Keser V, Lachance JB, Alam SS, Lim Y, Scarlata E, Kaur A, et al. Snap29 mutant mice recapitulate neurological and ophthalmological abnormalities associated with 22q11 and CEDNIK syndrome. Commun Biol. 2019;2:375.
Jin SC, Homsy J, Zaidi S, Lu Q, Morton S, DePalma SR, et al. Contribution of rare inherited and de novo variants in 2,871 congenital heart disease probands. Nat Genet. 2017;49(11):1593–601.
Saleh RNM, Dilg D, Abou Zeid AA, Hashad DI, Scambler PJ, Chapgier ALA. HIRA directly targets the enhancers of selected cardiac transcription factors during in vitro differentiation of mouse embryonic stem cells. Mol Biol Rep. 2018;45(5):1001–11.
Chen M, Yang Y-S, Shih J-C, Lin W-H, Lee D-J, Lin Y-S, et al. Microdeletions/duplications involving TBX1 gene in fetuses with conotruncal heart defects which are negative for 22q112 deletion on fluorescence in-situ hybridization. Ultrasound Obstet Gynecol. 2014;43(4):396–403.
Lindsay EA, Vitelli F, Su H, Morishima M, Huynh T, Pramparo T, et al. Tbx1 haploinsufficieny in the DiGeorge syndrome region causes aortic arch defects in mice. Nature. 2001;410(6824):97–101.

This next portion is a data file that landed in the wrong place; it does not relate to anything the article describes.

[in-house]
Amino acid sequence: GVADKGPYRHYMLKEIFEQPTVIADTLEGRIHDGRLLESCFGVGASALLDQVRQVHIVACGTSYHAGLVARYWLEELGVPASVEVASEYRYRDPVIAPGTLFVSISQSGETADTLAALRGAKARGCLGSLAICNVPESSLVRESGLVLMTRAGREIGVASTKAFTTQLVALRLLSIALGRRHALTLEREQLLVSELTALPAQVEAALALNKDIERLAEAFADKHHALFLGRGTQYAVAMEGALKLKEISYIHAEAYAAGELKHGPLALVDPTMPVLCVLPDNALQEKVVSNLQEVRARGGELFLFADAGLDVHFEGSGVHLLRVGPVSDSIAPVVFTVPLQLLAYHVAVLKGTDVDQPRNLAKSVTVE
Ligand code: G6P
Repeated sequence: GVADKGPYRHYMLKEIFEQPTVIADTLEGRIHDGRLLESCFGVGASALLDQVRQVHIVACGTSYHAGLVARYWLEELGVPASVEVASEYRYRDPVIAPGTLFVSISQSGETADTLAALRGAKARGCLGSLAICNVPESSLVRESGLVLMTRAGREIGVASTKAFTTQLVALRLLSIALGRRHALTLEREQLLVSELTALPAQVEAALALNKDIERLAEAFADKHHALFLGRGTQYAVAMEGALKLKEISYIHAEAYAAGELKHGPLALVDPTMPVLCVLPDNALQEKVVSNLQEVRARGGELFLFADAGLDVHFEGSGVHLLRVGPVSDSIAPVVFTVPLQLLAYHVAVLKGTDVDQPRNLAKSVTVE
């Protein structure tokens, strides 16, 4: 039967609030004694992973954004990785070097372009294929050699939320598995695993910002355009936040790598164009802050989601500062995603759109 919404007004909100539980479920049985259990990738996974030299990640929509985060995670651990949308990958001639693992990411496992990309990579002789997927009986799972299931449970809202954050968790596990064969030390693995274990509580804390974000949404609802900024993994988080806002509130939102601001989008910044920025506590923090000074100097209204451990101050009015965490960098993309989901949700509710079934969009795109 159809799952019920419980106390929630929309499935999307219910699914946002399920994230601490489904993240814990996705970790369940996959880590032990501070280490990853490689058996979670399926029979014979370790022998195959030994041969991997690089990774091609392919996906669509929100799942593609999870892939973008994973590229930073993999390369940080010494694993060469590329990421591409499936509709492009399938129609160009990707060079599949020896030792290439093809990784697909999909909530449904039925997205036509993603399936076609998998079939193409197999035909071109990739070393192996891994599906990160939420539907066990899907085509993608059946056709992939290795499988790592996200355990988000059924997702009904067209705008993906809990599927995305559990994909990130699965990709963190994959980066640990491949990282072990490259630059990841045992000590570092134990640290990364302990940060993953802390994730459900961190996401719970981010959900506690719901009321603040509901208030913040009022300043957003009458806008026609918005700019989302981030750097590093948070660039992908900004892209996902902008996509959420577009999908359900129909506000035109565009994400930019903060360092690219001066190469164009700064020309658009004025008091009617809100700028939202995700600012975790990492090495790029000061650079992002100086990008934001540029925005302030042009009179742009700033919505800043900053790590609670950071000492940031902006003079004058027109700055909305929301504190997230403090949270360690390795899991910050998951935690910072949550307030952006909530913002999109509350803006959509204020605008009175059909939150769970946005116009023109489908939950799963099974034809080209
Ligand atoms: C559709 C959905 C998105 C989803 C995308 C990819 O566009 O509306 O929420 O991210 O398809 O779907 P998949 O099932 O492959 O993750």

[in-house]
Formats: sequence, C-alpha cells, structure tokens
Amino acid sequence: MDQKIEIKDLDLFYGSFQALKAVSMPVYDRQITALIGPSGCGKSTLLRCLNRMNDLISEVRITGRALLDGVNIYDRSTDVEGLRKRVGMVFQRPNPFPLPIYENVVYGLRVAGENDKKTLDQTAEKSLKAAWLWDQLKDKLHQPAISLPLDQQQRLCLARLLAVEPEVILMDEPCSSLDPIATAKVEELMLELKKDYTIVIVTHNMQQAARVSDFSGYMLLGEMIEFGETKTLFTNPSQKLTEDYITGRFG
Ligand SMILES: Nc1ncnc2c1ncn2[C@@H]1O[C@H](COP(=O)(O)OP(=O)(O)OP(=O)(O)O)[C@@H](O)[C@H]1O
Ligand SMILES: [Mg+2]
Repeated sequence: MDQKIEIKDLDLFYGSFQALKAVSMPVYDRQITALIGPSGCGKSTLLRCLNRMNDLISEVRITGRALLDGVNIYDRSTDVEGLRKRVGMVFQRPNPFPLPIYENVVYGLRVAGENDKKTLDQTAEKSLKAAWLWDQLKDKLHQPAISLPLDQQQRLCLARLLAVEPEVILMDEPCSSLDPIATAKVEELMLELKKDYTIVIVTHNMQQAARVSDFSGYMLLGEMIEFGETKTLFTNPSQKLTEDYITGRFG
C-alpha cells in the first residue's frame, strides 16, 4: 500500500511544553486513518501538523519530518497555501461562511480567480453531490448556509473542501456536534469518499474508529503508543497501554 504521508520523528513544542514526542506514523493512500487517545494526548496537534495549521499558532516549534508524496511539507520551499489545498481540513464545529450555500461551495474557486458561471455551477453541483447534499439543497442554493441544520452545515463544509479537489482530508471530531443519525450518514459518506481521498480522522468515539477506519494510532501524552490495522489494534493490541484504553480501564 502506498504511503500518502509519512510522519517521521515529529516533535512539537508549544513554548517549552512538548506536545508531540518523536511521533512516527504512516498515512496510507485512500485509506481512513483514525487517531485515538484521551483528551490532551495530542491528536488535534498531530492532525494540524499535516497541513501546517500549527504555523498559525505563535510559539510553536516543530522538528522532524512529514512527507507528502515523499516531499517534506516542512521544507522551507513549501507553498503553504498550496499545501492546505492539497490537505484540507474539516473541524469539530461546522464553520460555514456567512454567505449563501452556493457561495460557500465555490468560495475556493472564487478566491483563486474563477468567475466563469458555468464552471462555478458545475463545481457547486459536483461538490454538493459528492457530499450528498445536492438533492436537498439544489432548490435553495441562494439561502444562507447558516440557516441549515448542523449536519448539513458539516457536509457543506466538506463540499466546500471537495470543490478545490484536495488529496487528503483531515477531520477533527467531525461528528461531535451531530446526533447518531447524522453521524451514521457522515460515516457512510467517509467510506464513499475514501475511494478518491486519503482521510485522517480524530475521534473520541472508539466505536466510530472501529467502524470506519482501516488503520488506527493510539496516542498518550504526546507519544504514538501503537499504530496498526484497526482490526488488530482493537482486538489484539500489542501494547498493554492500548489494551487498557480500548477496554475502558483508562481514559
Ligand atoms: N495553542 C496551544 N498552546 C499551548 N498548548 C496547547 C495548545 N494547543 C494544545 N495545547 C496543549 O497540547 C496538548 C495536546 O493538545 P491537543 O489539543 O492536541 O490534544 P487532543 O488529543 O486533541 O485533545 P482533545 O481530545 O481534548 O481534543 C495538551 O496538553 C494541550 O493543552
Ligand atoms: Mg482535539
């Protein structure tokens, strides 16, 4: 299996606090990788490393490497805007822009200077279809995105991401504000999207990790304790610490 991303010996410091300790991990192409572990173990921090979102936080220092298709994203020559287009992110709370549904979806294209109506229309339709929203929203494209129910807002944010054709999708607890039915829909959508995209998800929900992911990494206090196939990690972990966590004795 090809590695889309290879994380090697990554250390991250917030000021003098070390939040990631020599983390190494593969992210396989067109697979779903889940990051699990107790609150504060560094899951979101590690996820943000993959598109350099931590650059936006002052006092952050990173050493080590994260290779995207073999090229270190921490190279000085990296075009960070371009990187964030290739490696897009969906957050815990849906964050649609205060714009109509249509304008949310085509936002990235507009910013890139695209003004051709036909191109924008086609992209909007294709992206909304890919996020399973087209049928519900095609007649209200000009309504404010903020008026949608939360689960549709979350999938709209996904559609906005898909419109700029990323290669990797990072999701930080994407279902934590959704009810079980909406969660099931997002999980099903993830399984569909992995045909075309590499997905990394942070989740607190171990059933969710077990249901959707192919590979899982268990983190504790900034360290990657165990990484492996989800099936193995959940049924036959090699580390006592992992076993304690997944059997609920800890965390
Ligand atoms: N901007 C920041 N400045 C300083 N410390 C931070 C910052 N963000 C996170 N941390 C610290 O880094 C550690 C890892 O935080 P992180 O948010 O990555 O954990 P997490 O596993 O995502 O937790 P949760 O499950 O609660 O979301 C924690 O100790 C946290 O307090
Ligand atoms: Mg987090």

Guo Z, Li B, Tian P, Li D, Zhang Y, Li Q, et al. DGCR8 expression is altered in children with congenital heart defects. Clin Chim Acta. 2019;495:25–8.
The authors thanked all the participating patients and the families in this study for their cooperation.
This study was fully supported by grant from the National Key R&D Program of China (Grant: 2016YFC1000700 and 2016YFC1000702). The funding body provided support in the design of the study and collection, analysis, and interpretation of data and in writing the manuscript.
Ethics approval and consent to participate
This study was approved by Ethics Committee of Shengjing Hospital of China Medical University. Written informed consent to participate was obtained from all of the participants in this study (written informed consent to participate of individuals younger than the age of 16 was obtained from their parents or legal guardians).
Consent for publication
Written informed consents for publication of of identifying images or other personal or clinical details were obtained from all patients (written informed consents for publication of identifying images or other personal or clinical details of individuals younger than the age of 18 were obtained from their parents or legal guardians).
The authors declare that they have no competing interests.
Springer Nature remains neutral with regard to jurisdictional claims in published maps and institutional affiliations.
About this article
Cite this article
Zhang, Y., Liu, X., Gao, H. et al. Identifying of 22q11.2 variations in Chinese patients with development delay. BMC Med Genomics 14, 26 (2021). https://doi.org/10.1186/s12920-020-00849-z